Twenty-five patients (22.1 %) were aged 70 years or more. Toxicity in this subset was similar as in the whole population: grade 3 and 4 neutropenia in 4 (16.0 %) and 1 patient (4.0 %) respectively and grade 3 fatigue in 2 patients (8.0 %).

One hundred six patients were evaluated for response. Nine patients received only 1 cycle of eribulin: early progression in 2 and deterioration of clinical condition or toxicity in 7. These patients were considered not evaluable for response. No patient achieved a complete response. Twenty-seven partial responses were recorded for an overall response rate of 24 % (95 % CI 16.0–31.8). Stable disease was observed in 29 patients (25.7 %) and a clinical benefit rate, was obtained by 40 patients (35.4 %; 95 % CI 26.6–44.2). Disease control rate was recorded in 56 patients (49.5 %) (Table 4).
Table 4

Treatment efficacy

 

N 113

(%)

Total number of chemotherapy cycles

611

 

Median number of chemotherapy cycles (range)

4

(1–27)

Dose reduction (patients)

32

(28.3)

Dose reduction (cycles)

101

(16.5)

Cycle delay (patients)

23

(3.7)

Cycle delay (no)

33

(5.4)

Tumor response

  

 Complete response

 

 Partial response

27

(24.0)

 95 % CI

(16.0–31.8)

 

 Stable disease

29

(25.7)

 Progressive disease

51

(45.1)

 Not evaluable

7

(6.2)

Disease control rate

56

(49.5)

Clinical benefit

40

(35.4)

95 % CI

26.6–44.2

 

Median PFS (months, range)

3.3 (0.6–26.7)

 

95 % CI

2.4–4.2

 

Median OS (months, range)

11.6 (0.6–33.3)

 

95 % CI

8.7–14.5

 

CI confidence interval

In our retrospective cohort, 49 patients (43.4 %) had been rechallenged with taxanes. In these subgroup ORR was significantly higher 38.8 (19 out of 49) than the response in patients not rechallenged 14.1 % (9 out of 64) (p = 0.005). No significant difference was recorded in CBR 42.8 (21 out of 49) versus 29.7 % (19 out of 64).

No difference in PR and CB was observed in our cohort of unselected patients according to prognostic factors, site of disease, disease involvement and prior chemotherapy lines (Tables 5, 6).
Table 5

Response by tumor subtypes and treatment line

Characteristics

Partial response

N (%)

P

Triple negative

  

 Yes

8 (30.7)

n.s.

 Not

19 (21.8)

 

ER/PgR status

  

 ER and/or PgR positive 88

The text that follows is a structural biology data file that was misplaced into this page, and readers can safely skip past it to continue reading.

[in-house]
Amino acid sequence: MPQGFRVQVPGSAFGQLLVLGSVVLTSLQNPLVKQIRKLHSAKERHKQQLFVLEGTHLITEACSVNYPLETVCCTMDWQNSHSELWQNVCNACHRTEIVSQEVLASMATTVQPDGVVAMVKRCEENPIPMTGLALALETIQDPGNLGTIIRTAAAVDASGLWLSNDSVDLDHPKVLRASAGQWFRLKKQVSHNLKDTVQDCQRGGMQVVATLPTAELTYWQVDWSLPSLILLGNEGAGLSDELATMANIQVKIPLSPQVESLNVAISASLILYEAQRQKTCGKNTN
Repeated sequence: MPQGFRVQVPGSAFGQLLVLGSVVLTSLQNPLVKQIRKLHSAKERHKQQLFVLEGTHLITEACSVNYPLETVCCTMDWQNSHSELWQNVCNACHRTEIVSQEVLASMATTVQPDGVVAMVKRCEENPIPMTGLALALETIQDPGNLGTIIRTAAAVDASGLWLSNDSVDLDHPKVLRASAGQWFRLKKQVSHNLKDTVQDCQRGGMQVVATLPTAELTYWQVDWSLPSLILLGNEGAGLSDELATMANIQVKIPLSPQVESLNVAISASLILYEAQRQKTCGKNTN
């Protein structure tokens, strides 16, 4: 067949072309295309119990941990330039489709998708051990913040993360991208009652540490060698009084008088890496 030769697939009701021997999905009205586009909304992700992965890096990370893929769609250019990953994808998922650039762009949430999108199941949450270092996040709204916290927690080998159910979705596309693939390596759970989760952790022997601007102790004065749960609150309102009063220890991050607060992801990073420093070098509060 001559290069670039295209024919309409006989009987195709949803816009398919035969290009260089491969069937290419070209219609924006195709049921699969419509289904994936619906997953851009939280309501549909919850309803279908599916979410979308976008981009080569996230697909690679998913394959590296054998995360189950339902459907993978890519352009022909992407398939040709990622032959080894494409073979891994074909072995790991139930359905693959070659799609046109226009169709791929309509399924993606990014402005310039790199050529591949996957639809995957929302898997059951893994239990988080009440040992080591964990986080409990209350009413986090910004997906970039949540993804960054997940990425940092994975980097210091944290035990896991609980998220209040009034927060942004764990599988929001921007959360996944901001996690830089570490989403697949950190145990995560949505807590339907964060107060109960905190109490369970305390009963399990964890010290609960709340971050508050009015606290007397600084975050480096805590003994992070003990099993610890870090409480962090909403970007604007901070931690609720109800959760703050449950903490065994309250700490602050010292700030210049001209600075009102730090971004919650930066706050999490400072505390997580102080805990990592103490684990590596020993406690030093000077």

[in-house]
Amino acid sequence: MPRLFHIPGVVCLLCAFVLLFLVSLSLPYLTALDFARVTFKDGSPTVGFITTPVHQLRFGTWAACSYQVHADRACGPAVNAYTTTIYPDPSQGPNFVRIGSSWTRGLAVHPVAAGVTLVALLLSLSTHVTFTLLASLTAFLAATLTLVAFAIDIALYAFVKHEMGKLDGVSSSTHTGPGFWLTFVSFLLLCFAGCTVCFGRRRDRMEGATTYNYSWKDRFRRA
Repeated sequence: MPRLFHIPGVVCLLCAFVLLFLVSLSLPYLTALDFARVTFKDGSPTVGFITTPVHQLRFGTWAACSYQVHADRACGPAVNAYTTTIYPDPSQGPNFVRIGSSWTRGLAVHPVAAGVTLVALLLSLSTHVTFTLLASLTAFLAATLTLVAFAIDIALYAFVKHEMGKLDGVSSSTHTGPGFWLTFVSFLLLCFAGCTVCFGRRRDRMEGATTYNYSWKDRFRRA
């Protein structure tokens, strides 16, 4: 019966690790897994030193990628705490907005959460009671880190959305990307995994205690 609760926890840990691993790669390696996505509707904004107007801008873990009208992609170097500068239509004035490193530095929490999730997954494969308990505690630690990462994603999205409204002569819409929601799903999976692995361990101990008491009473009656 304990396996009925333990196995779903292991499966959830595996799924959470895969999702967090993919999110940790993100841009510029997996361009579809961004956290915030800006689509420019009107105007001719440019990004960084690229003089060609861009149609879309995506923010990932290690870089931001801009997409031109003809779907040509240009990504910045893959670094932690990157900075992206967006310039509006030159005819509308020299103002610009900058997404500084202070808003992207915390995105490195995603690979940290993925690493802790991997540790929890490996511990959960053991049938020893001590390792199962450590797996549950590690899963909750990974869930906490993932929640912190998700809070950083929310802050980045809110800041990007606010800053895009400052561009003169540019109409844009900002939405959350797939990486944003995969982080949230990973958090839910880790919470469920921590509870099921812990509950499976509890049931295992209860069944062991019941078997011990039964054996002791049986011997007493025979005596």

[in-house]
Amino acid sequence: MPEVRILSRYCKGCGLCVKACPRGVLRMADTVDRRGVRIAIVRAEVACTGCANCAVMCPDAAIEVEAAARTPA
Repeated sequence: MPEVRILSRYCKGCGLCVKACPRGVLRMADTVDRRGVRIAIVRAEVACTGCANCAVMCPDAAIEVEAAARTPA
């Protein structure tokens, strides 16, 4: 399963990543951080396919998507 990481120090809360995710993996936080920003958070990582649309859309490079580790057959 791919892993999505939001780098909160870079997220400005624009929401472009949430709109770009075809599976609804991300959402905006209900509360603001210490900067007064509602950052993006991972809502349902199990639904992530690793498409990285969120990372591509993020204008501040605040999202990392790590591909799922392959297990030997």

18 (20.5)

n.s.

 ER and/or PgR negative 30

9 (30)

 

HER2

  

 Overexpressed/amplified

4 (33.3)

n.s.

 Not overexpressed/amplified

17 (18.2)

 

Dominant disease site

  

 Visceral

22 (27.1)

n.s.

 Non visceral

5 (15.6)

 

Number of metastatic disease

  

 1

3 (16.7)

n.s.

 ≥2

24 (25.3)

 

Number of prior chemotherapy for advanced disease

  

 2

8 (30.7)

n.s.

 ≥3

19 (21.8)

 
Table 6

Clinical benefit by tumor subtypes and treatment line

Characteristics

Clinical benefit

N (%)

P

Triple negative

  

 Yes

6 (23.1)

n.s.

 Not

30 (34.5)

 

ER/PgR status

  

 ER and/or PgR positive

28 (33.3)

n.s.

 ER and/or PgR negative

12 (41.4)

 

HER2

  

 Overexpressed/amplified

6 (46.1)

n.s.

 Not overexpressed/amplified

32 (34.8)

 

Dominant disease site

  

 Visceral

34 (40)

0.07

 Non visceral

6 (21.4)

 

Metastatic disease site

  

 1

5 (27.8)

n.s.

 ≥2

35 (36.8)

 

Number of prior chemotherapy for advanced disease

  

 2

12 (35.3)

n.s.

 ≥3

28 (35.4)

 
At the time of the present analysis 17 patients (15.0 %) were still alive and 1 was still in response. At a median follow-up of 29.6 months (range 8.3–41.9 months) the median progression free survival was 3.3 months (range 0.6–26.7 months; 95 % CI 2.4–4.2) (Fig. 1), and the median overall survival 11.6 months (range 0.6–33.3 months; 95 % CI 8.7–14.5) (Fig. 2).
Fig. 1

Progression free survival

Fig. 2

Overall survival

A further analysis addressed to patients who received eribulin as second, third or fourth line of therapy, identified sixty-eight patients (60.2 %). In this group partial responses were 15 (25.0 %), clinical benefit was recorded in 24 patients (40 %) and median progression free survival was 4.1 months (range 0.7–26.7; 95 % CI 2.7–5.5).

Seventy-six patients (67.2 %) had further treatments after progression: 22 patients (19.5 %) received endocrine therapy, 54 patients (47.8 %) were exposed to chemotherapy and the remaining 37 patients (32.7 %) received best supportive care.

Discussion

In this retrospective analysis, we studied patterns of use and clinical activity of eribulin in patients treated with this drug as a standard of care after it became available in our Country. Because of the strict selection criteria applied in clinical trials, which may select a population with favorable features, we sought to assess the reproducibility of the practice-changing results of the EMBRACE trial in a “real life” scenario.

Our main findings suggest that eribulin in this unselected patient population achieved similar results as reported in the EMBRACE study in terms of both activity and toxicity.

As all retrospective analyses, this study has limitations that must be acknowledged before commenting on the potential implications of our findings. Because we focused on safety and activity, lack of a prospective protocol mandating data collection and timing of assessment may be seen as a major limitation. However, since the approval or eribulin for clinical use in Italy, prescription is possible only through the Agenzia Italiana del Farmaco (AIFA) registry. This web-based National registry regulates prescription appropriateness and reimbursement to oncology centers. The registry requires mandatory input of treatment compliance, serious adverse events, drug dosing before each prescription, and tumor response, which needs to be assessed at specific time-points. Therefore, although we did not extract data from the Registry, because it is not allowed, we can be confident that side effects collection and disease assessments were consistent across centers in this patient cohort. For this reason, we believe that our study has findings that may be of potential interest for the practical use of eribulin as a standard of care.

First, about 20 % of our patients did not match the EMA indications. This may reflect the initial enthusiasm that a new drug induces in the medical community, when its approval is supported by convincing data. Over the time we assisted to a more appropriate prescription of the drug. In our cohort the previous median chemotherapy lines was 4 in 2012 and 3 in 2013.